AP Photo/Jeff Roberson
Nearly 50 percent of all California adults between the ages of 18 and 24 aren't registered to vote.
Hoping to increase the state’s dismal voter turnout, California Gov. Jerry Brown signed a bill into law earlier this week that will automatically register people to vote when they receive a driver’s license.
According to the Los Angeles Times, approximately 6.6 million eligible California voters are not registered, and last November, only 42 percent of the population showed up to the polls on election day. More so, only 52 percent of California adults between the ages of 18 and 24 are registered. With the new law, government officials hope that it will help adults overcome the obstacles involved with registering to vote.
“The New Motor Voter Act will make our democracy stronger by removing a key barrier to voting for millions of California citizens,” California Secretary of State Alex Padilla said at a press conference. “Citizens should not be required to opt in to their fundamental right to vote. We do not have to opt in to other rights, such as free speech or due process.”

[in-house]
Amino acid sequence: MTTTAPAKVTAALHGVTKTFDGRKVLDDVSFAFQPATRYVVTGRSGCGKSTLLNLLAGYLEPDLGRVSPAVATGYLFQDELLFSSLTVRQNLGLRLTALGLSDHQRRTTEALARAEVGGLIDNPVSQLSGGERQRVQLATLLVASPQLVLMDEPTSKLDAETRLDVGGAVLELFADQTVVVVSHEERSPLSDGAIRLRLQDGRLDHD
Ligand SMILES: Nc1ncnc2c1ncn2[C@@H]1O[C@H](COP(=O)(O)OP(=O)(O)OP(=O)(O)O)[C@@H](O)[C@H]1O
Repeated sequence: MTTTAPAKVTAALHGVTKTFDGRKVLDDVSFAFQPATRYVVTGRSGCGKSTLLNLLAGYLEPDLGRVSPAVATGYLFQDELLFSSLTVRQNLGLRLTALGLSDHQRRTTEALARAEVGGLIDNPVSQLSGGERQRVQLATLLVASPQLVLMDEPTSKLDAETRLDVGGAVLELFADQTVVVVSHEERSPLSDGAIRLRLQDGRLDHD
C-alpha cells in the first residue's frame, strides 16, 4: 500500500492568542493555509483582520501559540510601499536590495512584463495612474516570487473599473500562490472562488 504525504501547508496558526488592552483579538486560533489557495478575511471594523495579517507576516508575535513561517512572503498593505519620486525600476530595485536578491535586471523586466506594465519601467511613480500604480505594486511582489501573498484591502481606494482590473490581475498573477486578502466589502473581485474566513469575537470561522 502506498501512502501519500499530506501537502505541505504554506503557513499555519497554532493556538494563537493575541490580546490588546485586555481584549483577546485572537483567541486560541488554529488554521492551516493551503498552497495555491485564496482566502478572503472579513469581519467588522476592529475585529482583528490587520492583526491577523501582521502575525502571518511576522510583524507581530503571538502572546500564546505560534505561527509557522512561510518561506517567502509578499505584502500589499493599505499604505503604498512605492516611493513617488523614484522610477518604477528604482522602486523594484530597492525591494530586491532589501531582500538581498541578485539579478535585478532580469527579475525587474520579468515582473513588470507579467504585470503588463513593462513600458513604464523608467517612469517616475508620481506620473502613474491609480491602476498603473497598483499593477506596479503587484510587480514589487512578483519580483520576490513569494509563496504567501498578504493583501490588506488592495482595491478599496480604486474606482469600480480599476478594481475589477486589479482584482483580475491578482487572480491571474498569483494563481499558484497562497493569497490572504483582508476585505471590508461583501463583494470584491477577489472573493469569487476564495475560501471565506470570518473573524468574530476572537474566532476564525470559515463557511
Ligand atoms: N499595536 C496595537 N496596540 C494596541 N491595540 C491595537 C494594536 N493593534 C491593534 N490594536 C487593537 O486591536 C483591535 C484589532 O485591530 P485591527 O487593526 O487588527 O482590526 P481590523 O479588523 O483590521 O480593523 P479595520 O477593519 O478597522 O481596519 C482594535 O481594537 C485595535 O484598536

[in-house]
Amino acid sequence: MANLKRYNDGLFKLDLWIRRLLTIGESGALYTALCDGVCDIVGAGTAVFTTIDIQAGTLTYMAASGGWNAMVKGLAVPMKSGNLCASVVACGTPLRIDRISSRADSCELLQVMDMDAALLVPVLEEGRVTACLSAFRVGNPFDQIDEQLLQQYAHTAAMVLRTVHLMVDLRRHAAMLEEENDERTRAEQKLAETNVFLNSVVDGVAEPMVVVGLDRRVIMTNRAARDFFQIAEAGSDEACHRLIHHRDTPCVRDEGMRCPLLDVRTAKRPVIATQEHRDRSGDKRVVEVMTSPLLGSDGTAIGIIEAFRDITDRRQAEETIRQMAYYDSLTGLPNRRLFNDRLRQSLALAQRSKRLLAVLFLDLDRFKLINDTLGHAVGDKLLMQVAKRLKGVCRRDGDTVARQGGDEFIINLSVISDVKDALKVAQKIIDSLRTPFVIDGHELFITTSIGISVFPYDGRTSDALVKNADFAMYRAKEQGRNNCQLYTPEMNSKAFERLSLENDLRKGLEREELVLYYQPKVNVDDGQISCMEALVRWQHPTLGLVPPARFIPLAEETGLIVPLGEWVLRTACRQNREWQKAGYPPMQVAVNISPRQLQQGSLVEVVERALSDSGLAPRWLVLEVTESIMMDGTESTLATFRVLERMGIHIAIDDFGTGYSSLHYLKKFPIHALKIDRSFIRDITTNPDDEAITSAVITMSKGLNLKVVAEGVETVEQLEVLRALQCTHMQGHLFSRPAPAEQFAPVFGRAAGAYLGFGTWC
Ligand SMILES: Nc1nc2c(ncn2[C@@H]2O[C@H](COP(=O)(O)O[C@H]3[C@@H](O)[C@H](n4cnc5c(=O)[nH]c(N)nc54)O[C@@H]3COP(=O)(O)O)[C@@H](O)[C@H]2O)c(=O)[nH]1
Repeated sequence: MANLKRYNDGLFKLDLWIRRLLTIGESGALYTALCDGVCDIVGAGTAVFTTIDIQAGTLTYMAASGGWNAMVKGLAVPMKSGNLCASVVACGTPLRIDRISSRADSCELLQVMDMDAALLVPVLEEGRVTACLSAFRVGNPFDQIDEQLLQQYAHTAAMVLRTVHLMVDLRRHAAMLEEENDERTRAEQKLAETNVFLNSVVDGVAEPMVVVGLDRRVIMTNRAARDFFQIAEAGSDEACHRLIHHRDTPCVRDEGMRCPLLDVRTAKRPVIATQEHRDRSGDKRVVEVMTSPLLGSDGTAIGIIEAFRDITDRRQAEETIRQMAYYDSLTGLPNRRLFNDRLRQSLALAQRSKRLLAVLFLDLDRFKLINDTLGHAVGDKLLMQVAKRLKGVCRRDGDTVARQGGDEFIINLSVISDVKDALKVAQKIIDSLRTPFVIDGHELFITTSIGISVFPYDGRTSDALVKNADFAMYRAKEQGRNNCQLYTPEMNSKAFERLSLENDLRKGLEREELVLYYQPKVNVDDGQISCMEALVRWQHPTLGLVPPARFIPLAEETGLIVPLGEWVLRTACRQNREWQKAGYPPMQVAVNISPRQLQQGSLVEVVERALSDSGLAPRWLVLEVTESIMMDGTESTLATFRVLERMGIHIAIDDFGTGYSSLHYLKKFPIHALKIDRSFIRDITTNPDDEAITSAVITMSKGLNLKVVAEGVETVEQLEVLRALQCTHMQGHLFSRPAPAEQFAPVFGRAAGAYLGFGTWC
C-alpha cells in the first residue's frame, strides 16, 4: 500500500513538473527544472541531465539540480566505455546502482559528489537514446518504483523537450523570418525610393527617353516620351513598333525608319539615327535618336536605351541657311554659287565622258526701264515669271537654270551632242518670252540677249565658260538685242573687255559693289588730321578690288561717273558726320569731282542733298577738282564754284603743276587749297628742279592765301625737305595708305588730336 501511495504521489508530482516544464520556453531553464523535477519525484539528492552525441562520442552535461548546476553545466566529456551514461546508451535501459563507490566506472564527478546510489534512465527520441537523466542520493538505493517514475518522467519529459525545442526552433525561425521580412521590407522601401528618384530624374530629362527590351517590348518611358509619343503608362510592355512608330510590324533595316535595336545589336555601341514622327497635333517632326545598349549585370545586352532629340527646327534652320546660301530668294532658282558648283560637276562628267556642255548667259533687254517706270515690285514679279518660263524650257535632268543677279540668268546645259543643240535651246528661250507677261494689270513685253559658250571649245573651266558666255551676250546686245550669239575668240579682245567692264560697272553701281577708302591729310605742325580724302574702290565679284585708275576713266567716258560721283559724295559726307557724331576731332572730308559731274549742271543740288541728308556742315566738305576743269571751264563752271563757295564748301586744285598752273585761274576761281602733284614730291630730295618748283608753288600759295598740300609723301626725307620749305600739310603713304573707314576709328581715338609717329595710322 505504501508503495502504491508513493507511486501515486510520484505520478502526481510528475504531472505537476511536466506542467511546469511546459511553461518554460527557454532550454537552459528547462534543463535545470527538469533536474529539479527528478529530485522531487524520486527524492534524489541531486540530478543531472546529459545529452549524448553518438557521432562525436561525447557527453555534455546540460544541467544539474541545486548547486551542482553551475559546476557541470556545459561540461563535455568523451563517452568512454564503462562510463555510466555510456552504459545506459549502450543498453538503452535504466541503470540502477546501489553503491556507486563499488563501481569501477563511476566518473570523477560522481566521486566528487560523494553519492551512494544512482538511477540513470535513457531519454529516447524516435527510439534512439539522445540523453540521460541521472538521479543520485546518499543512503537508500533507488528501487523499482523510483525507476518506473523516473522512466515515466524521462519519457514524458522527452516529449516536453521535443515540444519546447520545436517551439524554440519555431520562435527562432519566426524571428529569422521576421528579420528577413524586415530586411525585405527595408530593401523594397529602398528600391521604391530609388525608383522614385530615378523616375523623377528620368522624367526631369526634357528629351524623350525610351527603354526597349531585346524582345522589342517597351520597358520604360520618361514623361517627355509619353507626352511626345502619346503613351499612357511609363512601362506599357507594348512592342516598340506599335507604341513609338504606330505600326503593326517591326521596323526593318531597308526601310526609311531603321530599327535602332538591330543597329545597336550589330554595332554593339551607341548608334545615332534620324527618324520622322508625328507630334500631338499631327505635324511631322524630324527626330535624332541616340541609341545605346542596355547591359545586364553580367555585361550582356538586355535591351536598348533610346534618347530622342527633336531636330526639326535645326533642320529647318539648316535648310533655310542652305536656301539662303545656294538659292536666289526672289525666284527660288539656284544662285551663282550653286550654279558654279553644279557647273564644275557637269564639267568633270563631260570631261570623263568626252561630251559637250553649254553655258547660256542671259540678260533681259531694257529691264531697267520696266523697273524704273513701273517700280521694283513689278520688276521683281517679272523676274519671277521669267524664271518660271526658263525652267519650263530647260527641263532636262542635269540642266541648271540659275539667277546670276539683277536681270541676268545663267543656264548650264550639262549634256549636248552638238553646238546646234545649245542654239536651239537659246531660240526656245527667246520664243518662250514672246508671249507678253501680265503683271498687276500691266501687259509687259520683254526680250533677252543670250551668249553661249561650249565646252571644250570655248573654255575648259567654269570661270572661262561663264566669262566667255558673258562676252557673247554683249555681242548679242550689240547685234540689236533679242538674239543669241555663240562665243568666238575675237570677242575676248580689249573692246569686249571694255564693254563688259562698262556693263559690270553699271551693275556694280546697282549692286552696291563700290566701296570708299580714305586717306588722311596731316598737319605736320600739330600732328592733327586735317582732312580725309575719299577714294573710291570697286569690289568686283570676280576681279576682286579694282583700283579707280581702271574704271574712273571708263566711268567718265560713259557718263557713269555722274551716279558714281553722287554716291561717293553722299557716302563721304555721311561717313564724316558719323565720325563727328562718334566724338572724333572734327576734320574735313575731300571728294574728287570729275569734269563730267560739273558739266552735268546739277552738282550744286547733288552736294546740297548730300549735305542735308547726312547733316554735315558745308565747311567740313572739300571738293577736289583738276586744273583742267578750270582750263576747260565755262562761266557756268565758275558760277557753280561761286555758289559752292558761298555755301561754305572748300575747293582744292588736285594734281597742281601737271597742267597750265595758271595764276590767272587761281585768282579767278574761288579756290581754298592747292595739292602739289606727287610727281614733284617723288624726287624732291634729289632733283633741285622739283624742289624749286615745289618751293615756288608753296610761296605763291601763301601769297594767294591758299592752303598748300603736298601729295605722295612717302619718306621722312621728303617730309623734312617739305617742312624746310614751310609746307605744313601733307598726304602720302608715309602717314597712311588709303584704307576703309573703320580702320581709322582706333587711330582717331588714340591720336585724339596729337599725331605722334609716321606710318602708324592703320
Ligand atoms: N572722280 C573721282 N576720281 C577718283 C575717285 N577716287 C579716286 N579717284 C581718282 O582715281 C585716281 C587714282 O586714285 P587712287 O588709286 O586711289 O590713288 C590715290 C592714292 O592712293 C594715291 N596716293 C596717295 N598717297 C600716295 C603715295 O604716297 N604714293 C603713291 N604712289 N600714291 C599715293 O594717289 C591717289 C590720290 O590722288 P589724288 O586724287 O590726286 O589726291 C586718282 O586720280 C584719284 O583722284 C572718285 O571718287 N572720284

Once the law takes effect on Jan. 1, Department of Motor Vehicle employees will be able to register anyone who comes to obtain or renew their drivers license, though residents will have the option to opt out.
“It’s removing the first barrier to voting, which is registration,” Assemblywoman Lorena Gonzalez (D) said to the Times. “It’s going to lead to millions more Californians being registered to vote, which means more people we can talk to.”
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